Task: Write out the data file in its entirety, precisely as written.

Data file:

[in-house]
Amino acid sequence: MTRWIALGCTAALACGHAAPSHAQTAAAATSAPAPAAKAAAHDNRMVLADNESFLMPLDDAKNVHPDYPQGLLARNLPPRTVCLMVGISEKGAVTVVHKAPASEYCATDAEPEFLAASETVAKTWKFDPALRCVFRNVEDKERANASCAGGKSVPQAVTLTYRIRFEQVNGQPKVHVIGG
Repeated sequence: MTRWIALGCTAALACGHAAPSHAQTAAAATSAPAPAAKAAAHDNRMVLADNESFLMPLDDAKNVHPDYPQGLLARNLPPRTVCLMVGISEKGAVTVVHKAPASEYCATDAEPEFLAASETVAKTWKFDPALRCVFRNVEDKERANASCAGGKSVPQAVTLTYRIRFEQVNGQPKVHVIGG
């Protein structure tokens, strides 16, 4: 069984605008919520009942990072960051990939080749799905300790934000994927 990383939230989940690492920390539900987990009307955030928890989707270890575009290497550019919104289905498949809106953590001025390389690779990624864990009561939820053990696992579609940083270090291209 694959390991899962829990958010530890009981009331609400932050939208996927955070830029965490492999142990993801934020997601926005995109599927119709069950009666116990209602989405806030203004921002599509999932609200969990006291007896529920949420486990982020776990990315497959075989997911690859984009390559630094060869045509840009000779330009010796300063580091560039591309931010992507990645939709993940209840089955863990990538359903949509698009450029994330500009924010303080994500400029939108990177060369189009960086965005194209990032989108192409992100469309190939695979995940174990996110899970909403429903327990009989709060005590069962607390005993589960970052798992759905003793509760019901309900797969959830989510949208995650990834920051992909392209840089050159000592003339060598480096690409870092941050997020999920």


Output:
[in-house]
Amino acid sequence: MTRWIALGCTAALACGHAAPSHAQTAAAATSAPAPAAKAAAHDNRMVLADNESFLMPLDDAKNVHPDYPQGLLARNLPPRTVCLMVGISEKGAVTVVHKAPASEYCATDAEPEFLAASETVAKTWKFDPALRCVFRNVEDKERANASCAGGKSVPQAVTLTYRIRFEQVNGQPKVHVIGG
Repeated sequence: MTRWIALGCTAALACGHAAPSHAQTAAAATSAPAPAAKAAAHDNRMVLADNESFLMPLDDAKNVHPDYPQGLLARNLPPRTVCLMVGISEKGAVTVVHKAPASEYCATDAEPEFLAASETVAKTWKFDPALRCVFRNVEDKERANASCAGGKSVPQAVTLTYRIRFEQVNGQPKVHVIGG
């Protein structure tokens, strides 16, 4: 069984605008919520009942990072960051990939080749799905300790934000994927 990383939230989940690492920390539900987990009307955030928890989707270890575009290497550019919104289905498949809106953590001025390389690779990624864990009561939820053990696992579609940083270090291209 694959390991899962829990958010530890009981009331609400932050939208996927955070830029965490492999142990993801934020997601926005995109599927119709069950009666116990209602989405806030203004921002599509999932609200969990006291007896529920949420486990982020776990990315497959075989997911690859984009390559630094060869045509840009000779330009010796300063580091560039591309931010992507990645939709993940209840089955863990990538359903949509698009450029994330500009924010303080994500400029939108990177060369189009960086965005194209990032989108192409992100469309190939695979995940174990996110899970909403429903327990009989709060005590069962607390005993589960970052798992759905003793509760019901309900797969959830989510949208995650990834920051992909392209840089050159000592003339060598480096690409870092941050997020999920």